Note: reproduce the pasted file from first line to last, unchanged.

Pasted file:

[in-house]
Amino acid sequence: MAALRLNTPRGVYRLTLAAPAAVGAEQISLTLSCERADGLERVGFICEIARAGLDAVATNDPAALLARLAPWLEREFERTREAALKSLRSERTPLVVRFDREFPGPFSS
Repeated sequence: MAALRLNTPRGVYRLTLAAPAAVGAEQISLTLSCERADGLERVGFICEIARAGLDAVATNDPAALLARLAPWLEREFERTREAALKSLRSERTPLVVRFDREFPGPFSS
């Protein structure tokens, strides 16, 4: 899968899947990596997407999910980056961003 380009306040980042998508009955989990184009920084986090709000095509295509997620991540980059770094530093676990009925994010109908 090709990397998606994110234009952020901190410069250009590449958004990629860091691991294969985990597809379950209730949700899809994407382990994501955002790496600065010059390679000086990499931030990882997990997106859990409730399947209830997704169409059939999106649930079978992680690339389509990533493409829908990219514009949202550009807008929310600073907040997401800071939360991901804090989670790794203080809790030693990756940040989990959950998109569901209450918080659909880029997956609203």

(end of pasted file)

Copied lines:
[in-house]
Amino acid sequence: MAALRLNTPRGVYRLTLAAPAAVGAEQISLTLSCERADGLERVGFICEIARAGLDAVATNDPAALLARLAPWLEREFERTREAALKSLRSERTPLVVRFDREFPGPFSS
Repeated sequence: MAALRLNTPRGVYRLTLAAPAAVGAEQISLTLSCERADGLERVGFICEIARAGLDAVATNDPAALLARLAPWLEREFERTREAALKSLRSERTPLVVRFDREFPGPFSS
């Protein structure tokens, strides 16, 4: 899968899947990596997407999910980056961003 380009306040980042998508009955989990184009920084986090709000095509295509997620991540980059770094530093676990009925994010109908 090709990397998606994110234009952020901190410069250009590449958004990629860091691991294969985990597809379950209730949700899809994407382990994501955002790496600065010059390679000086990499931030990882997990997106859990409730399947209830997704169409059939999106649930079978992680690339389509990533493409829908990219514009949202550009807008929310600073907040997401800071939360991901804090989670790794203080809790030693990756940040989990959950998109569901209450918080659909880029997956609203």